Are you angry all the time?
Let’s consider the following, your partner or your kids/child (especially toddlers) may think you are always mad and they can’t even talk to you since you tend to be in a bad mood all the time.
Think about this, yelling may not even be just situational but a generalized behavior.
Think if there are things in your life that are making you feel angry and frustrated or if you have an unresolved issue and this is why you resort to yelling under any circumstance.
Yes, we understand how there are things in your life that can make you feel stressed, so think if you are in need of developing coping skills to manage your stress and frustration.
In addition, you may feel like you would like to express how you feel without exploding every time.
If you feel this is the case make sure you let the people around you know what is happening because they might want to stay away from you or avoid coming in contact with you, ruining your relationships in the long term.
In addition, if you feel you are not able to cope on your own or friends and family keep trying to help you, it is time to consider getting professional help.
Why is this blog about how to stop yelling when frustrated is important?
As discussed in how to stop yelling when frustrated, we need to consider that it is not OK to yell and shouldn’t be considered normal behavior.
In addition, if you want to refrain from yelling, make sure you are aware of the moment and how you are feeling so you can pause, stop, and think for a minute what to do next.
Going for a walk or taking a break can be very useful if you would like to avoid engaging in yelling and have some time for yourself, to calm down and put things into perspective.
Remember, when we yell to others, we might say hurtful things and it can be very detrimental to our relationships with them, especially kids where you are unconsciously teaching them it is a normal behavior and giving them greenlight to do the same.
Please feel free to leave any comments or thoughts about the content of this article!
Side Note: I have tried and tested various products and services to help with my anxiety and depression. See my top recommendations here, as well as a full list of all products and services our team has tested for various mental health conditions and general wellness.
Frequently Asked Questions (FAQs) about how to stop yelling when frustrated
How do I stop yelling when angry?
If you want to stop yelling when angry the first thing you need to do is breathe deeply when you start feeling angry.
Avoid taking any actions or making decisions when you are angry since you may regret it later.
Being aware of your physical reaction and stopping yourself after you feel anger building up can be challenging but it is not impossible, it requires practice.
Be patient and don’t be too hard on yourself.
How do I stop shouting?
If you want to stop shouting, take a minute, and breathe deeply.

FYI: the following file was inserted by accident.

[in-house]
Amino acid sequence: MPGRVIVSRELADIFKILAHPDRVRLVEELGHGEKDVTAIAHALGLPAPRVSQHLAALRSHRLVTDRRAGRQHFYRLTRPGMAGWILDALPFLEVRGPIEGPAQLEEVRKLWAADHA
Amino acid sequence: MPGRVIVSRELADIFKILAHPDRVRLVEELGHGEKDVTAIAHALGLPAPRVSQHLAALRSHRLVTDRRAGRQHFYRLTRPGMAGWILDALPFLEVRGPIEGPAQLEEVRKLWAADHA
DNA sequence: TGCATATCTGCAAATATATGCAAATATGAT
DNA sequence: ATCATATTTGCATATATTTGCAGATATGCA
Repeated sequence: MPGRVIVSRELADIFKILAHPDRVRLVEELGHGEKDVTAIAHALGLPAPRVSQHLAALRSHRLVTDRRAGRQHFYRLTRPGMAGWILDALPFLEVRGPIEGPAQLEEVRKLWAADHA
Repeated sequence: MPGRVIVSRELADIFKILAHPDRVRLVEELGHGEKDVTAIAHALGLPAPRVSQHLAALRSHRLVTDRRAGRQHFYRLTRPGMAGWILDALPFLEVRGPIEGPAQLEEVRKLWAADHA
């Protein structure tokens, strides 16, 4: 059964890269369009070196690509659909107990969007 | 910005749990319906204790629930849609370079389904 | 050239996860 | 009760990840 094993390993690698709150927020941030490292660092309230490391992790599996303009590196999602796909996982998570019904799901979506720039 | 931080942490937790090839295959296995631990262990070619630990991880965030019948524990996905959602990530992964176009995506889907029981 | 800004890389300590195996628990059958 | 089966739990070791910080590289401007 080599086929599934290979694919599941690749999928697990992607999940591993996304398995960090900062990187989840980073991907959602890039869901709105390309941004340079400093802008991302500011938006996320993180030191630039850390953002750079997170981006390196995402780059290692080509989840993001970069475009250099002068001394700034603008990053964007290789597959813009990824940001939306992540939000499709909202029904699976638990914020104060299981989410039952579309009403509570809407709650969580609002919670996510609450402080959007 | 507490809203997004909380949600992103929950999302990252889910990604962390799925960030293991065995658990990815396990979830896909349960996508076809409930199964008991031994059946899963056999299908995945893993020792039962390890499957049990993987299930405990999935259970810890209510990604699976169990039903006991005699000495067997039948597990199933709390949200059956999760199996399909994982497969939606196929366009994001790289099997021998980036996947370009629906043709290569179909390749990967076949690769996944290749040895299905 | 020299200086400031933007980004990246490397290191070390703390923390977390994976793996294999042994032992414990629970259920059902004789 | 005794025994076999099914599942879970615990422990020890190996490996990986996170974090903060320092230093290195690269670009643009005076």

Try closing your eyes and if you need to turn around or remove yourself from the situation for a few minutes until you calm down so you can go back and solve the situation with a different perspective.
Why do I yell when I get angry?
If you yell when you get angry it is important to understand you may be yelling as a reaction when you feel you have lost control over the situation or that you may be lacking coping skills when facing difficult situations.
Also, consider how previous experiences may have affected the way you interact with others or how you react to certain situations.
If you feel situations get out of control and you feel too overwhelmed, consider looking for professional advice.
Is yelling when angry normal?
Yelling when we are angry should not be considered as normal, it means we need to work in managing our emotional response when we face a difficult situation.
When we are angry and we yell at someone it causes a physical reaction that triggers fear and making someone fear us won’t actually be considered an effective way of getting our message across or making them understand us better.
What does yelling do to a person?
Yelling can have a negative impact on a person.
When we yell to someone, we may be needing to gain control over the other person or ineffectively make them understand or see our point of view when the situation feels out of our control.
In addition, it can be considered a form of intimidation and abuse where the person can develop low self-esteem, self-image, and even anxiety and/or depression.
- #WhyAmIYelling? Because…Relationships!: The 5 essentials you need to successfully maintain ALL of the relationships in your life (without yelling)
- 10 Mindful Minutes: Giving our children – and ourselves – the skills to reduce stress and anxiety for healthier, happier lives
- Stop Anxiety from Stopping You: The Breakthrough Program for Conquering Panic and Social Anxiety
- The Power of Now
- The Cow in the Parking Lot: A Zen Approach to Overcoming Anger
Griffin, T. (2019, Dec.) How to Stop Yelling when Angry. Retrieved from Wikihow.com.
Markham, L. (2013, Jun.) 10 Ways to Support Yourself to Stop Yelling. Retrieved from Psychologytoday.com.